French government is introducing a deceptive euthanasia bill, archbishop says

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French President Emmanuel Macron and Archbishop Éric de Moulins-Beaufort of Reims, president of the French bishops' conference, are pictured in a combination photo. (OSV News photo/Ludovic Marin, pool via Reuters/Corinne Simon, KNA)

PARIS (OSV News) — The French bishops’ conference president rebuffed President Emmanuel Macron’s comments that a law that would allow euthanasia is a “law of fraternity.”

“It’s a deception,” Archbishop Éric de Moulins-Beaufort of Reims said of the proposal, as issues worrying French Catholics only pile up.

Macron wants to pass a law before summer that would open up the possibility of requesting “aid in dying” under “strict conditions.” On March 10, the French president unveiled the content of the bill in a lengthy interview, given simultaneously to the left-wing daily Libération and to the Catholic daily newspaper La Croix.

Macron made it clear that he did not wish to use the terms “assisted suicide” or “euthanasia,” but “assisted dying” instead, calling a law to allow it a “law of fraternity.”

Treating ‘death as a solution’

The next day, La Croix published a strong reaction from the president of the French bishops’ conference.

Archbishop de Moulins-Beaufort denounced the “rhetoric” of Macron’s remarks. “Calling a text that opens up both assisted suicide and euthanasia a ‘law of fraternity’ is a deception,” he emphasized. “I believe in the normative nature of the law,” he said.

“Such a law, whatever we want, will (move) our entire healthcare system towards death as a solution. … At the heart of our healthcare system, there would now be this option, so much easier and less costly than everything else,” the archbishop said.

The president of the French bishops’ conference also strongly deplored the fact that palliative care became “secondary” in Macron’s bill.

“What is announced does not lead our country towards more life, but towards death as a solution to life,” he said.

The project is being carried out at the expense of the development of palliative care, he pointed out. “French people would not view the end of life in the same way if palliative care were a reality for everyone everywhere, Archbishop de Moulins-Beaufort said.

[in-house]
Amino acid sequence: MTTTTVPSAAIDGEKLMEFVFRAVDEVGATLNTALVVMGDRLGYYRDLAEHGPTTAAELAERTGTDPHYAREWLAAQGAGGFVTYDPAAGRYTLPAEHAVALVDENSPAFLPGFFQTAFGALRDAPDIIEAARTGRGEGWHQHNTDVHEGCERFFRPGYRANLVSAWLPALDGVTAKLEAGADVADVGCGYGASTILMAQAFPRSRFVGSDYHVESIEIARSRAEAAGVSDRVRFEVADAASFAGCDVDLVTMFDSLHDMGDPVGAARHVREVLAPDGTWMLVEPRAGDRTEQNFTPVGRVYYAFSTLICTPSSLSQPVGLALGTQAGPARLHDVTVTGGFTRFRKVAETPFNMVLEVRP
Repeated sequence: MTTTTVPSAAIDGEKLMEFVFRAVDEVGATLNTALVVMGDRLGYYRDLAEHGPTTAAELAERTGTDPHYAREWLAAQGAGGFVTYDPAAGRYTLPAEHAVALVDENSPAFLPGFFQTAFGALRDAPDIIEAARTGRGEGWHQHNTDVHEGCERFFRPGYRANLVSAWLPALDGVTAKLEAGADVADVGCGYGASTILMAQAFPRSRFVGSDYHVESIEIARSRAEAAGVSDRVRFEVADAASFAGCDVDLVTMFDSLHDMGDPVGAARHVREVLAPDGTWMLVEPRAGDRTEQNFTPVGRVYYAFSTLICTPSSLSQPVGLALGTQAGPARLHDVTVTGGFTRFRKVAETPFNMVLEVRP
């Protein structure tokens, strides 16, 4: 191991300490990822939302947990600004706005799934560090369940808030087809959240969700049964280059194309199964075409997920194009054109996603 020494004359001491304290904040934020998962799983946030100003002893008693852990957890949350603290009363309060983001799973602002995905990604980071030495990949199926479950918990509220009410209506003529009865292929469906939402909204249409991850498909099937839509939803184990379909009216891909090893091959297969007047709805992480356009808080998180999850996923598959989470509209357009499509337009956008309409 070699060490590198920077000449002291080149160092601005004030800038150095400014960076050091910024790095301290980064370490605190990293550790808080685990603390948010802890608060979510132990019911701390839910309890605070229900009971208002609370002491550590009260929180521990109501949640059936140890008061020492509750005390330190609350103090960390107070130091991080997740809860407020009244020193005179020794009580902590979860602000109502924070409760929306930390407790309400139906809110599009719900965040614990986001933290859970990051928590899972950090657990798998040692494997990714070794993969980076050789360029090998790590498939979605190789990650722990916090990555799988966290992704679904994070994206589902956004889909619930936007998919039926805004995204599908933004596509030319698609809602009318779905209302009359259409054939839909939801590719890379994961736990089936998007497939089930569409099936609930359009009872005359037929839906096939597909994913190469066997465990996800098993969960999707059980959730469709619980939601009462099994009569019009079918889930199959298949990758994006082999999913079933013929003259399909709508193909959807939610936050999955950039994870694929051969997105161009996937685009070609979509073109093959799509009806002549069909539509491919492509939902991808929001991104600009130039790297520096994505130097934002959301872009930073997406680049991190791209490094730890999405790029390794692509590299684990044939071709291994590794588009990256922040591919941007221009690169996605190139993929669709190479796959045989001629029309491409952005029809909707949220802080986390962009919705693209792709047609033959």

Palliative care is under-resourced

According to a report published in July 2023 by the Cour des Comptes, France’s public finance auditing body, the supply of palliative care, to help preserve the quality of life of patients suffering from a serious illness, is still far from sufficient to cover needs in France. Only 48% of the palliative care beds needed are being provided.

On March 11, Macron’s announcement also prompted a reaction from the French Society for Support and Palliative Care, known by its French initials as SFAP, which represents the main French players in the palliative care movement.

In a statement published on behalf of some 15 unions and associations of doctors and caregivers, they dubbed the president’s remarks as proof of “blindness” that created “confusion,” underlining the “brutality” of the bill. “Dying with dignity is a very legitimate request, but it is precisely the mission of palliative care, which is notoriously under-resourced,” it said.

On the same day, Bishop Matthieu Rougé of Nanterre, member of the permanent council of the bishops’ conference, said in an interview with radio station France Inter that “we cannot speak of fraternity when we respond to suffering with death.”

In April the bill will be presented to the Council of Ministers, the collegial formation that brings together all ministers each week, chaired by the president of the republic, before being submitted to the National Assembly in May.

The French president’s announcement on his plans for legalizing euthanasia come only days after abortion was enshrined in the French Constitution.

Caroline de Sury

Caroline de Sury writes for OSV News from Paris.